At Philly’s World Meeting of Families: Not Much Time Given to Homosexuality, But LGBT Catholics Keep Conversation Going

Ron Belgau and his mother, Beverly Belgau, at the World Meeting of Families.

The World Meeting of Families’ (WMF) only session on homosexuality was held Thursday afternoon, drawing more than 750 people to the talk featuring a Catholic celibate gay man, Ron Belgau, and his mother, Beverley.

Their aim, according to an interview in Slate, was to “help Catholic families to be better at loving LGBT people.” In the session, the Belgaus shared their personal stories, this being the first time since WMF began two decades ago that an openly gay person has spoken. Beverley Belgau called Ron’s coming out “the worst day of my life.” They also reiterated current teachings on homosexuality which mandates celibacy, though they admitted church leaders’ response to LGB Catholics could be improved.

The Belgaus’ session was standing room only, due in part to a last minute room change that left hundreds of would-be attendees standing outside, reported Religion News Service. World Meeting of Families officials did not comment on why a session concerning homosexuality was shifted from a plenary hall capable of holding 10,000 to a much smaller room with the capacity for only 1,000. Call To Action’s Ryan Hoffman commented:

” ‘We are just trying to understand and give [World Meeting of Families officials] the benefit of the doubt. . .This just speaks to the fact that people want to talk about LGBT Catholics and their relationship with the Catholic Church.”

Following the lecture, a question and answer period lasted two hours, at which point those still present were asked to leave the room, reported the Philadelphia Inquirer. Some questions were concrete, like whether a Catholic could attend a family member’s same-sex marriage to which Beverley Belgau suggested that whatever the questioner decides to “do it with love.” Others challenged Ron Belgau’s underlying assertions, like Fortunate Families board member Ed Buechel’s criticism of mandatory celibacy:

” ‘That’s fine for somebody who has been given the gift from God of chastity and celibacy. . .I’m the father of a gay son. . .He’s 34 years old. He loves his church and he loves his God. But because of the conflict between the teachings of the church and his wanting to stay a good Catholic, he had a nervous breakdown 12 years ago.’ “

Titled “Always Consider the Person: Homosexuality in the Family,” critics claim it failed to consider the person and focused primarily on enforcing rigid understandings of sexuality. Marianne Duddy-Burke of DignityUSA wrote on Facebook:

“[T]he problems started for me when they spoke of Ron as having ‘same-sex attraction.’ This immediately takes it/us to a place of disorder, illness, defect. That leads to dehumanization, a sense of moral inferiority, and assumption of sinfulness. From there we get to discrimination, exclusion and violence. That whole chain was never addressed. There was no sense of identity as intrinsic to personhood, or of our sexual orientation as blessed gift. The view of ‘Church’ presented was also disempowered and hierarchical.”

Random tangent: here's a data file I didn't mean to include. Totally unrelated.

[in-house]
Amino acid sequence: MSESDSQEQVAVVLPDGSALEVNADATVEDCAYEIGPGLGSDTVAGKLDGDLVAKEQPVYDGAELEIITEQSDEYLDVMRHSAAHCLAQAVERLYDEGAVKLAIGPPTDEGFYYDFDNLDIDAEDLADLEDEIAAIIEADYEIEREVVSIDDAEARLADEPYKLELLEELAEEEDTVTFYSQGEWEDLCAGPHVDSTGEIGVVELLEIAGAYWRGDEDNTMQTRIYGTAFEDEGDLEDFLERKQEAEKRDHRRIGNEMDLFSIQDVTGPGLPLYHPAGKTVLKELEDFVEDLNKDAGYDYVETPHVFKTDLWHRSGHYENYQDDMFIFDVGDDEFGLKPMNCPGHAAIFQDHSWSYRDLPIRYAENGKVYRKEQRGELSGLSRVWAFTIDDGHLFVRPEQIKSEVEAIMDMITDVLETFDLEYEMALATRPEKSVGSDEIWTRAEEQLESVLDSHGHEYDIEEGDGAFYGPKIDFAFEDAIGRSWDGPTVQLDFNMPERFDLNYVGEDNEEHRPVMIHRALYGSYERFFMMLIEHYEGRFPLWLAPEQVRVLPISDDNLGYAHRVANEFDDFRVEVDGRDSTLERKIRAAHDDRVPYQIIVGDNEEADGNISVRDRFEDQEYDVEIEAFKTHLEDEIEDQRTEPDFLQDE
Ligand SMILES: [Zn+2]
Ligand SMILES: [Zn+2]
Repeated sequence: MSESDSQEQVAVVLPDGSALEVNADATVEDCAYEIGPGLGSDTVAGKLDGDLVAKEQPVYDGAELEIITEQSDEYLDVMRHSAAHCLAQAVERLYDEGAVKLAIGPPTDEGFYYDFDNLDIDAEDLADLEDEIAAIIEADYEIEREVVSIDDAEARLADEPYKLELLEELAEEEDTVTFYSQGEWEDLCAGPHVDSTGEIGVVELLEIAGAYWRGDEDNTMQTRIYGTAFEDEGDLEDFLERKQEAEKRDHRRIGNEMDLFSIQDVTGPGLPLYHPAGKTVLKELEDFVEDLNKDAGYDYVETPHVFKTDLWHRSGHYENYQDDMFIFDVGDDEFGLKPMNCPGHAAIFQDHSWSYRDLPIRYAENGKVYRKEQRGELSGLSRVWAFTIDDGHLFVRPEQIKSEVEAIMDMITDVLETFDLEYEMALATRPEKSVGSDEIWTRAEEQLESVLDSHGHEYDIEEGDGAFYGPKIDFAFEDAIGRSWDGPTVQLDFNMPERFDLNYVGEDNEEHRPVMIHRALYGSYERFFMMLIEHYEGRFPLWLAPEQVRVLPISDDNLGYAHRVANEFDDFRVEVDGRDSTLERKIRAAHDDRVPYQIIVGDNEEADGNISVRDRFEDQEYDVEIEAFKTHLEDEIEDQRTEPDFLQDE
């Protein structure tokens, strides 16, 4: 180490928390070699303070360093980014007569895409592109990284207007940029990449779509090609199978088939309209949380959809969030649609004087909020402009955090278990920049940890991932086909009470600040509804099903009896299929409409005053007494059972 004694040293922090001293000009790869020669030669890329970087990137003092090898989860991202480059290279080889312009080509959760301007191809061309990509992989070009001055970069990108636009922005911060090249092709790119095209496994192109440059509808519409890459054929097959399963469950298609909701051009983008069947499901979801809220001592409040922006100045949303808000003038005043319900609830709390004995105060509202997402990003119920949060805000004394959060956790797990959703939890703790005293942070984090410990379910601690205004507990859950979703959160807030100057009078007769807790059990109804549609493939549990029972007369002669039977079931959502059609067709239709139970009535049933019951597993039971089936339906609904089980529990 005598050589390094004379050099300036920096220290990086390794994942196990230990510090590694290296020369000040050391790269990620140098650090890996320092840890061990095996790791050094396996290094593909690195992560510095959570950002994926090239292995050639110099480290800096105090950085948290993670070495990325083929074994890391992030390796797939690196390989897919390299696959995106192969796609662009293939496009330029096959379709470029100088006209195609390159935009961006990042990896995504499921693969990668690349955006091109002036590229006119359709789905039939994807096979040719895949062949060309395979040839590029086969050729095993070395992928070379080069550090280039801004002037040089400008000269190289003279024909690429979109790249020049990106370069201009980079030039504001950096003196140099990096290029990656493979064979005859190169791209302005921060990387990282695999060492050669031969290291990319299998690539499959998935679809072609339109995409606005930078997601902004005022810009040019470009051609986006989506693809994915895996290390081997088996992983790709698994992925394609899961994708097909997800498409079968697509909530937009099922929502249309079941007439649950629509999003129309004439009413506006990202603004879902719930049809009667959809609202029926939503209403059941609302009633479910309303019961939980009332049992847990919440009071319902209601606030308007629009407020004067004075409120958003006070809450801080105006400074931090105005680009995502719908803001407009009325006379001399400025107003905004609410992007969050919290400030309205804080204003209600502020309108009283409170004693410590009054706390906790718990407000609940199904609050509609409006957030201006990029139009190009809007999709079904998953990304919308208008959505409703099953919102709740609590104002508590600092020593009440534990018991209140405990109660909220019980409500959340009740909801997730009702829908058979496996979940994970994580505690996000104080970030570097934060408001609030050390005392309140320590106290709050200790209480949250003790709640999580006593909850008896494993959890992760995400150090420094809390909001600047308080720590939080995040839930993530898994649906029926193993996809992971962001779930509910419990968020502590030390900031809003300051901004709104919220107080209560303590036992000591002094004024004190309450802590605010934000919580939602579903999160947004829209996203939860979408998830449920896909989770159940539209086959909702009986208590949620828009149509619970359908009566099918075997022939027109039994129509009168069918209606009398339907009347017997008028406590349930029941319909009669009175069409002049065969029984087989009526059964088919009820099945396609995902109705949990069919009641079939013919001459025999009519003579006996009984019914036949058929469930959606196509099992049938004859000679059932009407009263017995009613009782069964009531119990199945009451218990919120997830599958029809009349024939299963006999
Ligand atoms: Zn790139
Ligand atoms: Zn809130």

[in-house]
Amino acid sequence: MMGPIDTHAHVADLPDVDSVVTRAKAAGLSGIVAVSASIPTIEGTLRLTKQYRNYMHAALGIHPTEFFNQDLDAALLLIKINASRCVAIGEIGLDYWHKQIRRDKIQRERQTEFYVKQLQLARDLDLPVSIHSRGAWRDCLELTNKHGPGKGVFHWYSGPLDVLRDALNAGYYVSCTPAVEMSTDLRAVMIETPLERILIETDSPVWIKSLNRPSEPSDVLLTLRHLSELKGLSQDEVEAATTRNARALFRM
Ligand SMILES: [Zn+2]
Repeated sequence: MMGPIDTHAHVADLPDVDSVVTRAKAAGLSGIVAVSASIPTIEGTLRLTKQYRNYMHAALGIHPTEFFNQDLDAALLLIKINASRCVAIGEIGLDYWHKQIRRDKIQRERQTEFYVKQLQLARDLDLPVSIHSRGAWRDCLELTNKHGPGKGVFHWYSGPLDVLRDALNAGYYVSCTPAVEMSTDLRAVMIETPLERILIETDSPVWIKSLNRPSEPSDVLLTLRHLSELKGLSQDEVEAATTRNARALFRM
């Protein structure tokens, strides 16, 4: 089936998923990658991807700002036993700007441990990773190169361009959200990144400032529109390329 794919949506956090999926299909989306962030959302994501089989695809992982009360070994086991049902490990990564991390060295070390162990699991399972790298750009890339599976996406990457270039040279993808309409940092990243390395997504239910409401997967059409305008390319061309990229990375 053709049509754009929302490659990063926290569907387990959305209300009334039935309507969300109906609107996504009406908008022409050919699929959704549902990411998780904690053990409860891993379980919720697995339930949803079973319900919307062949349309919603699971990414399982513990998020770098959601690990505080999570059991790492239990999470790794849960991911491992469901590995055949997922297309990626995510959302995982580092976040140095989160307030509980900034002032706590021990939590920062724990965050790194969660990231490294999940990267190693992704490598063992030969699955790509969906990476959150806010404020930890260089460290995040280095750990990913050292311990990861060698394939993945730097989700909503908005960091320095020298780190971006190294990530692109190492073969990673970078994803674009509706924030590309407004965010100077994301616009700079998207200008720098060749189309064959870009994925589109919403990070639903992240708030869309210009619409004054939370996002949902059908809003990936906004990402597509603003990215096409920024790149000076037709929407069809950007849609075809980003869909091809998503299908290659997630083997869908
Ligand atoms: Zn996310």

delfín bautista, another Equally Blessed pilgrim, said in the session that LGBT Catholics are not struggling with who they are, but “with the rejection and marginalization that exists within society and also within the church.”

The lack of LGBT Catholic perspectives, except for Ron Belgau’s celibate life, was striking. Ronnie Polaneczky, columnist for the Daily News, called it a “wasted opportunity,” writing further:

“Really? This is the best that the church has for LGBT Catholics – the expectation that they be celibate? At this extraordinary meeting of Catholics from around the globe, why is this celibate gay man the only representation of the church’s LGBT members?”

Equally Blessed pilgrims and others debrief about the World Meeting of Families on Friday afternoon.

LGBT Catholics Respond

The opportunity was not entirely wasted because LGBT Catholics and their families associated with the Equally Blessed pilgrimage kept the conversation going during a Thursday evening panel.

Featuring Claire Dente, John Freml of Equally Blessed, and Marianne Duddy-Burke of DignityUSA, the conversation became an honest and at times heated dialogue on not only Ron Belgau’s talk but broader questions in the Catholic LGBT movement.

One theme panelists picked up on was the need to positively appraise and present diverse sexual and gender identities.

Freml said homosexuality is “not a disorder, a curse, a birth defect. It’s a gift. It’s cause to celebrate.” Duddy-Burke spoke about coming out as a Resurrection experience, adding LGBT folks need to be more outspoken in celebrating their fabulousness. Dente pointed out that though God’s voice is speaking through same-gender relationships, when LGBT people are excluded from the table that part of God’s voice is stifled.